Last spring, the Calgary Stampeders drafted University of Ottawa quarterback Brad Sinopoli, who surprised many observers by not only surviving training camp, but dressing as the third-string quarterback for all 18 regular-season games.

Quinlan hopes to mirror Sinopoli's success.

"It's a positive sign for all young Canadian quarterbacks," Quinlan said. "He approached it the right way. He just tried to prove he was good on a level playing field. He sure did."

Eric Tillman, the Edmonton Eskimos' general manager, is one CFL executive who was, and remains, an advocate of giving Canadian-born quarterbacks a shot.

When he was with the BC Lions, Guilio Caravatta was on the roster for three seasons. Tillman also signed Larry Jusdanis in Toronto, as GM in Ottawa the Renegades drafted Tyler Paopao, in Saskatchewan Teale Orban was a draft pick, and last season the Eskimos signed Marc Muller, the grandson of legendary CFL player and coach Ron Lancaster.

"Currently, quarterbacks don't factor in the ratio, so, unfortunately, that lessens the odds of a Canadian quarterback being drafted," Tillman told Inside the CFL. "But, Calgary drafted Brad last year, as did Jim Barker (Toronto) when he gave Danny Brannagan a shot last year. It's obvious our league has really taken some positive steps in the right direction. But, drafted or not, I believe Kyle Quinlan will get a shot at in a CFL training camp. The young man has size, a fairly decent arm, and he's a winner who has demonstrated poise and efficiency in some big games, including the Vanier Cup. And, since football is about responding to adversity, there's a lot to be said for a young man who has overcome adversity in his own personal life. Kyle has done so and he will be a wiser better human being for it."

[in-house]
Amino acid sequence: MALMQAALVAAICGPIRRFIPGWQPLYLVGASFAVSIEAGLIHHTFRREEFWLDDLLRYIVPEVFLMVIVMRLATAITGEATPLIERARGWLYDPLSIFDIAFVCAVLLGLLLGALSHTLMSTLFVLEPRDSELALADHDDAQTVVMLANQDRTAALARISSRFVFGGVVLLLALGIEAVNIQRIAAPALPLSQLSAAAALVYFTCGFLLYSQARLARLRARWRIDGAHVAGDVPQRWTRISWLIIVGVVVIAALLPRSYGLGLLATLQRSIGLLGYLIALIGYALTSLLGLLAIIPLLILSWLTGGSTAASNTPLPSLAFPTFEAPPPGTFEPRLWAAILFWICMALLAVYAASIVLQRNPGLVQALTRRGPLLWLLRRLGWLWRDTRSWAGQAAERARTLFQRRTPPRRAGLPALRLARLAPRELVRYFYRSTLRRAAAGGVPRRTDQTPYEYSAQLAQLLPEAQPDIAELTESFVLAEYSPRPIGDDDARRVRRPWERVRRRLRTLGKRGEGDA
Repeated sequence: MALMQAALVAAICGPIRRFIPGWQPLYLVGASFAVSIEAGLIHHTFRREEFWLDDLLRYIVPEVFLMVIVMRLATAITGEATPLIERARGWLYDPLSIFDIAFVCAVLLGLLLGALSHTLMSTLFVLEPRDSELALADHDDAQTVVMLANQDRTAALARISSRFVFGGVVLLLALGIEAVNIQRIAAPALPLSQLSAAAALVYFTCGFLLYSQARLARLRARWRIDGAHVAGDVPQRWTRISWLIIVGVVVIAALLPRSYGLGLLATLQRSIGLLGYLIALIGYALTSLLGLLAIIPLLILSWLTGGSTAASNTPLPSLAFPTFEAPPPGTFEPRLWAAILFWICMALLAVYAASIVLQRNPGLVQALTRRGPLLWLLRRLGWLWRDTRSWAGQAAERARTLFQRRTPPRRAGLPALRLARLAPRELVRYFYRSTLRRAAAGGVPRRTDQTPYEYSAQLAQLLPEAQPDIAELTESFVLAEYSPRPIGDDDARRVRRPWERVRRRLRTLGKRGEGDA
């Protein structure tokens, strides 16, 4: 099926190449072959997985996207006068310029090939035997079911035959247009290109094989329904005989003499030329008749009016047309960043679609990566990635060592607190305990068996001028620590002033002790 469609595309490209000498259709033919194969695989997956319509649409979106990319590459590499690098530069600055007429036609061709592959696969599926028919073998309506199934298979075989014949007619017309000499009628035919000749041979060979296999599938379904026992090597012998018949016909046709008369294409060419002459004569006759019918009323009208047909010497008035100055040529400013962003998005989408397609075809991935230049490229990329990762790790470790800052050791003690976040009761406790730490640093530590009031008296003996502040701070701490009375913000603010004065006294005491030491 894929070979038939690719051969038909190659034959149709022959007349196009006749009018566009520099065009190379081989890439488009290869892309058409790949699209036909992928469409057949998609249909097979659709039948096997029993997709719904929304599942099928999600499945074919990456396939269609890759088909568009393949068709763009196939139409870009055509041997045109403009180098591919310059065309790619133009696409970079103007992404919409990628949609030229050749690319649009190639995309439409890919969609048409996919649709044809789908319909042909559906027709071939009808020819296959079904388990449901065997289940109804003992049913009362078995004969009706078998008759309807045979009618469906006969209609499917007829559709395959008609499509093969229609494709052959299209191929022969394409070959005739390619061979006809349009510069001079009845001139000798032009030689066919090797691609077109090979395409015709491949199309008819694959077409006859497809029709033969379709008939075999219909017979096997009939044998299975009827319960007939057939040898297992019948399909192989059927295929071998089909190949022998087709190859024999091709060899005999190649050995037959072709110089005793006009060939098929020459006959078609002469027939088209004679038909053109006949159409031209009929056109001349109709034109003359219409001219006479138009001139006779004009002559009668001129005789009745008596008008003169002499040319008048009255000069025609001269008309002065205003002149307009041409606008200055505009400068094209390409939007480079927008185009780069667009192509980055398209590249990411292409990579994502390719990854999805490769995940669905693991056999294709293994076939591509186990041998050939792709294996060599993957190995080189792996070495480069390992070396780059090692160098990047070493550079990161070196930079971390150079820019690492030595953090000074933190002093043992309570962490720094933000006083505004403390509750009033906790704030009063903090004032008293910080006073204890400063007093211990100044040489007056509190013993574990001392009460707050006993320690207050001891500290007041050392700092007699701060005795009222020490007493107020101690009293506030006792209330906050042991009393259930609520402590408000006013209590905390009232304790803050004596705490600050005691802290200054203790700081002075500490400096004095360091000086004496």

Tillman feels that Quinlan has all the tools to play in the pros.

"No doubt, that incredible Vanier Cup game was a real testament to two outstanding programs and two terrific head coaches. Kyle was blessed to play for an outstanding coach like Stef Ptaszek, who is held in such high regard across our league. And, when Stef speaks highly of a young man, as he does with Kyle, people listen. Many teams, if they had a fourth spot available, would consider giving this young man a chance. And, I shouldn't use the word give. In truth, via his play, Kyle has earned our respect and the right to compete in a CFL training camp. Many of us hope he'll get that chance. It's good for our league, and it's great for young Canadian kids across our country, who dream of playing quarterback in the CFL."

So for Quinlan, May 3 could be one of the biggest days in his life. That's the day of the CFL draft, when he finds out if he'll continue down the path that Sinopoli blazed last year.

"If I'm lucky enough to get that opportunity," Quinlan said, "I will have to weigh the pros and cons of a fifth year at McMaster or sticking in the CFL. It would be a good problem to have if I'm fortunate enough to have it."

Ted Michaels is the host of the Fifth Quarter on AM900 CHML.